Hackney Council has revealed that two new public artworks will be unveiled in the borough next year and will be the first permanent monuments in the UK to honour the Windrush Generation.
Artists Thomas J Price and Veronica Ryan are creating the artworks and they will be installed in 2021. Their announcement coincides with Windrush Day today (June 22).
Thomas J Price will use photo archives and digital 3D scans to create a large-scale bronze sculpture located outside the Town Hall in the centre of Hackney and will attempt to address the disproportionate lack of statues representing Black citizens in the UK.
The mayor of Hackney, Philip Glanville, said the sculptures were a “real message of pride ” for the Windrush generation and their descendants in the borough. The Mayor of London, Sadiq Khan, recently unveiled a commission to review and improve diversity across the public spaces in London.
“It’s not an answer to the statue conversation. But I think it’s an early down payment on righting some of that wrong, and a chance to see more diverse people represented in a public realm,” said Glanville.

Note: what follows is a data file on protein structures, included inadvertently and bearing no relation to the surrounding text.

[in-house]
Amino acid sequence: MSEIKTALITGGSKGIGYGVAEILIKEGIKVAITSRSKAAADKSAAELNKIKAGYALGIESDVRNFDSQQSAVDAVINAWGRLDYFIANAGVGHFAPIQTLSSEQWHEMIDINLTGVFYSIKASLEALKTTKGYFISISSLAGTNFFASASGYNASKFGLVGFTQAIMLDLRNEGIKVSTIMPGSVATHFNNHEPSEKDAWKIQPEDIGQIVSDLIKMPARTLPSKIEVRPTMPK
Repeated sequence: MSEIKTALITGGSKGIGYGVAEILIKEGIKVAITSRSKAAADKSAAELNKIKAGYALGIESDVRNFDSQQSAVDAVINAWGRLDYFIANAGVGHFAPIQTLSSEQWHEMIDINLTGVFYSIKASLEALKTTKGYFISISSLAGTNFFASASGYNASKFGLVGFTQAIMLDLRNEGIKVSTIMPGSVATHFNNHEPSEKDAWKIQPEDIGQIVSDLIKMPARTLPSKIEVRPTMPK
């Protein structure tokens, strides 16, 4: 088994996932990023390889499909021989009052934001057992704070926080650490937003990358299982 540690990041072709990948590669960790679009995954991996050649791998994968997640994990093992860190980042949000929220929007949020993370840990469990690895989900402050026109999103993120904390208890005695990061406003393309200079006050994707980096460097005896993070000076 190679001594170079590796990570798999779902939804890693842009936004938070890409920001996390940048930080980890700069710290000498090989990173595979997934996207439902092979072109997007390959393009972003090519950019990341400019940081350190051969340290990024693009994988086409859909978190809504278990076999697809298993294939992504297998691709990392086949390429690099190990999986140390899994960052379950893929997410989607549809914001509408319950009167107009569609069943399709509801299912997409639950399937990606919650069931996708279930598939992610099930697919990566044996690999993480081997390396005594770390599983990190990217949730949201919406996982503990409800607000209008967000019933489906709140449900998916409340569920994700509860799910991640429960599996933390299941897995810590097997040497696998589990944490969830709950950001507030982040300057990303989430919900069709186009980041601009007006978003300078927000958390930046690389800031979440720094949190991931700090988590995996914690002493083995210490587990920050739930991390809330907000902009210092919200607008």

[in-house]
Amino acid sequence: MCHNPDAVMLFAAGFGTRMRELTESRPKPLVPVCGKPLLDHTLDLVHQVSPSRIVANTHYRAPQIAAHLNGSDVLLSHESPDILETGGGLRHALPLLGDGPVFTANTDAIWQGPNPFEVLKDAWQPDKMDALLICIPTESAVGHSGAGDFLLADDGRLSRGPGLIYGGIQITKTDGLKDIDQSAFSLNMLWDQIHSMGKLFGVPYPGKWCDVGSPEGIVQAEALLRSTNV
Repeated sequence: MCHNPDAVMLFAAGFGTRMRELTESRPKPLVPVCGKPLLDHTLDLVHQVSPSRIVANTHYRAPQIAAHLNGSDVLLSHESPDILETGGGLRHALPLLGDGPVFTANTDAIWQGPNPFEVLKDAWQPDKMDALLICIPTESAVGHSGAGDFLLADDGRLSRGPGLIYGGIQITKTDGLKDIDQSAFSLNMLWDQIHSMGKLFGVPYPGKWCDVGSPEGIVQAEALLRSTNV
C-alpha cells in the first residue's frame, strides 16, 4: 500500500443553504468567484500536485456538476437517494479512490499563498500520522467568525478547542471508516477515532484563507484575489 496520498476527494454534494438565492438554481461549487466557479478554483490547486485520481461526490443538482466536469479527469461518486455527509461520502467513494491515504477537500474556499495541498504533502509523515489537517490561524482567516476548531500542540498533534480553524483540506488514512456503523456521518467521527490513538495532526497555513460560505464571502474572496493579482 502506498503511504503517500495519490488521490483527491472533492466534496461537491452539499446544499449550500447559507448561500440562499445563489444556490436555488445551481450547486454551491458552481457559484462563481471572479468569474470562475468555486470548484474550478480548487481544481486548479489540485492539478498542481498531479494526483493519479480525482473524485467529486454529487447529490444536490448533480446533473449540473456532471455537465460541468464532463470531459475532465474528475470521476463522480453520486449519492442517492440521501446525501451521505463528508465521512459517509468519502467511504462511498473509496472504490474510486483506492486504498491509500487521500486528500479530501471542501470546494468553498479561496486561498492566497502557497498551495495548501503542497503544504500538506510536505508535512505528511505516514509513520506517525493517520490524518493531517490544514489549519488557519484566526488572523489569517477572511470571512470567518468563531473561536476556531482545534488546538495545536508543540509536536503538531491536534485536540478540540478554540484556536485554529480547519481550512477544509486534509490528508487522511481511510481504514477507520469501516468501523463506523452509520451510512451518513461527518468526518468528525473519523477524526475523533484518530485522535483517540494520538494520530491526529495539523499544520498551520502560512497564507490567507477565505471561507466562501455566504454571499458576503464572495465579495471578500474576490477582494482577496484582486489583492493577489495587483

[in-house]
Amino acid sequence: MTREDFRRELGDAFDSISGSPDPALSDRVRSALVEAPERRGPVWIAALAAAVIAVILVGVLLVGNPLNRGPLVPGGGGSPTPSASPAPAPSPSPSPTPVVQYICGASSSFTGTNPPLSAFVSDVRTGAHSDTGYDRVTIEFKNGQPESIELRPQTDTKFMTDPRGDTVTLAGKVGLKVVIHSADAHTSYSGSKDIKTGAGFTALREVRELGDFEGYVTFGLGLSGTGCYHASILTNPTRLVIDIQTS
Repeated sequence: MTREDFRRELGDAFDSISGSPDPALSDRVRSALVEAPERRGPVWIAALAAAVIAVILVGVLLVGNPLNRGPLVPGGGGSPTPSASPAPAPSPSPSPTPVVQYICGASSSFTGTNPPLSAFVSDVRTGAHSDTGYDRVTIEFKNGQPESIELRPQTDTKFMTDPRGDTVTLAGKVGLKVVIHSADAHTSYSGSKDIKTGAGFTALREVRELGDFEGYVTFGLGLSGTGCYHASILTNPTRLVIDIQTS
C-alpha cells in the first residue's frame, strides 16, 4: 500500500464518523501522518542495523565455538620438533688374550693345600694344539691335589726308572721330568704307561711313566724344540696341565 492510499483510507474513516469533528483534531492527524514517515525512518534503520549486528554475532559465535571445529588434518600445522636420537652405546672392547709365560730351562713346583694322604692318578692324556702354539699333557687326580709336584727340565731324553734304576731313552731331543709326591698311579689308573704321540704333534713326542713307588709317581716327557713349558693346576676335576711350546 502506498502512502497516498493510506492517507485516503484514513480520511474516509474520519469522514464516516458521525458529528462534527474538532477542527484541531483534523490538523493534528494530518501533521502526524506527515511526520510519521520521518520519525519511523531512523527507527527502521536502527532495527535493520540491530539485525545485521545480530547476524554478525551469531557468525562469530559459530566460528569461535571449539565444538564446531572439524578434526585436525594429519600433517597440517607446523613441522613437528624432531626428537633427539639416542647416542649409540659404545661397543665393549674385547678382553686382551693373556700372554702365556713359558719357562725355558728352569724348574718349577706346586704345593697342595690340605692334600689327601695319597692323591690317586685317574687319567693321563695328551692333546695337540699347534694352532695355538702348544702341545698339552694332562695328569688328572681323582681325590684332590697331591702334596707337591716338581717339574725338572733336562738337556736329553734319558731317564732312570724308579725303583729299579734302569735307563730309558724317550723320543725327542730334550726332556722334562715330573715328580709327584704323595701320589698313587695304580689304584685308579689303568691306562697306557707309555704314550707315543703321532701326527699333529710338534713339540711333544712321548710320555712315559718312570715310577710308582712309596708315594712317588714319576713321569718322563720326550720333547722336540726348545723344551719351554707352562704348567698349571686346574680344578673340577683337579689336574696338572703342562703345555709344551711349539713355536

Speaking on sculptures, Price said: “I think representation is incredibly important.
“It’s been so lacking, we just haven’t had it. You can count on one hand the number of public sculptures of statues of non-white people, and it’s even worse for black people. You have to be Nelson Mandela. It’s incredible. And yet that is just seen as normal.”
Veronica Ryan will create a series of large marble and bronze sculptures representing Caribbean fruit and vegetables.
On her inspiration, she said: “I have memories of going to Ridley Road Market with my mother as a child to buy fruit and vegetables, fabrics, and sewing materials. Little did I know, those early experiences would become essential material for my practice as an artist.
“I remember as a toddler during the 1950s the difficulties my young hopeful parents from Montserrat dealt with, navigating a new country and often inhospitable circumstances.”
Today’s news follows a recent decision by the council to review the role of statues and naming landmarks, street names, parks, and other public spaces throughout the borough.